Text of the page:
Magazine article The Spectator

Facing Reality

Magazine article The Spectator

Facing Reality

Article excerpt

The Portrait

Opera North, touring until 3 March

Artistic integrity is the subject of Mieczysaw Weinberg's opera The Portrait, as it is of Gogol's short story from which it is adapted. And whatever one might feel about the work - and I enjoyed it a lot more than most of my colleagues seem to have - Opera North is unquestionably demonstrating artistic integrity by staging relatively or very unknown operas in productions which don't have as their main selling point that the director has never seen, let alone directed, an opera before.

On the contrary, Opera North goes for the most experienced directors they can get, in this case David Pountney, who is not only responsible for the production, but is also doing all he can for Weinberg's work, and, together with Anastasia Koshkina, translated the libretto into English (the opera is also surtitled much of the time, which seems to indicate that Pountney is a late convert to the practice of which he was the leading opponent for many years; or that Opera North did it over his prostrate body).

Gogol has been the inspiration for a prodigious number of Slav composers, which is not surprising in one way, since his tales often include highly colourful characters and episodes, which seem to be crying out for extravagant theatrical treatment. On the other hand, Gogol's tone is one that it is almost impossible to catch in an operatic treatment, so that his stories often come across more vividly on the page than on the stage, even when set by Tchaikovsky or Rimsky or Shostakovich.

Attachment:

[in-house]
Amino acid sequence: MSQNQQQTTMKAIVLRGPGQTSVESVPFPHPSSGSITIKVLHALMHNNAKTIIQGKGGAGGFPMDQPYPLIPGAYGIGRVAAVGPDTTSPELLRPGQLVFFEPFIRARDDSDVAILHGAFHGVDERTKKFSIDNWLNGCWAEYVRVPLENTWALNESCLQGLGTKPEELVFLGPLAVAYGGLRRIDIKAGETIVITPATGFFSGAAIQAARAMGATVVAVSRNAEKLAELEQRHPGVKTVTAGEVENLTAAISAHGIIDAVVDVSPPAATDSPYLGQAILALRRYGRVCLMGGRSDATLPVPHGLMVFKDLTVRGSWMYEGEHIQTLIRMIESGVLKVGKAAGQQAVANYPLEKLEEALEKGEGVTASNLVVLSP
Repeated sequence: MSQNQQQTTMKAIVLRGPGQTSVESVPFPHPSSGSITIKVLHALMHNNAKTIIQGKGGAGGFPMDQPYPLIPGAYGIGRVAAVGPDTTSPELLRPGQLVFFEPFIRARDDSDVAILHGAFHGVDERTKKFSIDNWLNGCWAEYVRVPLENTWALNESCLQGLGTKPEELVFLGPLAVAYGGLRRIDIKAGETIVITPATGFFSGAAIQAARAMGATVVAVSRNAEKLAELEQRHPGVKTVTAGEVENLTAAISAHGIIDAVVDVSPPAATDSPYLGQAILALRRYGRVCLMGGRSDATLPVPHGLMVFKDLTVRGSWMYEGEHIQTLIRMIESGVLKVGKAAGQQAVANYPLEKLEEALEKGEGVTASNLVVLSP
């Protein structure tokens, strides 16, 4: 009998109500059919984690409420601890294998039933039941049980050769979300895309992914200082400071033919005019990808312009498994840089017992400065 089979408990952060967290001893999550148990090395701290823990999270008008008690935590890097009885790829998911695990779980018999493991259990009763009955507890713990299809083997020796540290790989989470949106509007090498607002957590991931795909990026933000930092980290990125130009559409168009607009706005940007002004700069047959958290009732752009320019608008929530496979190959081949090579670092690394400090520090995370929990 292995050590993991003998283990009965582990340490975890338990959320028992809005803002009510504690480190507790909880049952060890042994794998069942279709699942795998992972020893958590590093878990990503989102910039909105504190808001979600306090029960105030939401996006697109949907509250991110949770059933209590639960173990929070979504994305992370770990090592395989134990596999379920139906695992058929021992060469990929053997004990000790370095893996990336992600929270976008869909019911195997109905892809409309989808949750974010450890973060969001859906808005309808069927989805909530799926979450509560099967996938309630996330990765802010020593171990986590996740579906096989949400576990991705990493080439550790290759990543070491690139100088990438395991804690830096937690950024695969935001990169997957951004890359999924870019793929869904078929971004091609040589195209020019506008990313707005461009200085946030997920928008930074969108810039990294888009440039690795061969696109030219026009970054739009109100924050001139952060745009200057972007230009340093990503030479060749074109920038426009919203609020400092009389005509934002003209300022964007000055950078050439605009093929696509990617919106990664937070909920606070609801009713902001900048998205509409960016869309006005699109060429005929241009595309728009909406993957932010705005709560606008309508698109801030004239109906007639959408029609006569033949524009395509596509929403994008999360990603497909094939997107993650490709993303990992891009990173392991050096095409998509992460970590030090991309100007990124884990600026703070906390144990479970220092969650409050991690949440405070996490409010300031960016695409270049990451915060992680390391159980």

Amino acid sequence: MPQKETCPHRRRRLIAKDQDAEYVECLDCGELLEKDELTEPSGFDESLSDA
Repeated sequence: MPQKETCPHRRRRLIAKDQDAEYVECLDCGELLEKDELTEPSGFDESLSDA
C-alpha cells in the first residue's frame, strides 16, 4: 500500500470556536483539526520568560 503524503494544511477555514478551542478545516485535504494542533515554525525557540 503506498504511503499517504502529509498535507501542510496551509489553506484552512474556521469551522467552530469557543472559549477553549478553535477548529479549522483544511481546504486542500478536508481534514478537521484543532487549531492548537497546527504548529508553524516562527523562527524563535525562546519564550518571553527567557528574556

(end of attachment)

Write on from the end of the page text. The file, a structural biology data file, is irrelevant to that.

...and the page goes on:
And The Portrait, one of his masterworks, though less famous than many of his tales, has a complexity and subtlety of approach to its subject which is simply untranslatable into another medium. You might say that that hardly matters, since Alexander Medvedev, who wrote the libretto, produced an independent text which only took Gogol as its inspiration. But my impression from having encountered the opera only once so far is that it would hardly make sense if one didn't have the tale fresh in one's mind; but that if one does have, the inadequacies of the adaptation are all too apparent. And Weinberg's music, though it has merits, is not of the kind that can characterise with a single memorable phrase, though that is sometimes what it wants to do.

So while Gogol's tale, like most things he wrote, is alarmingly alive with vivid figures, however small their part in the plot, and almost gives one the feeling of entering into an hallucination, Weinberg's opera, though it quotes liberally from the tale, remains stubbornly two-dimensional, despite a lively production and despite being extraordinarily well cast. …

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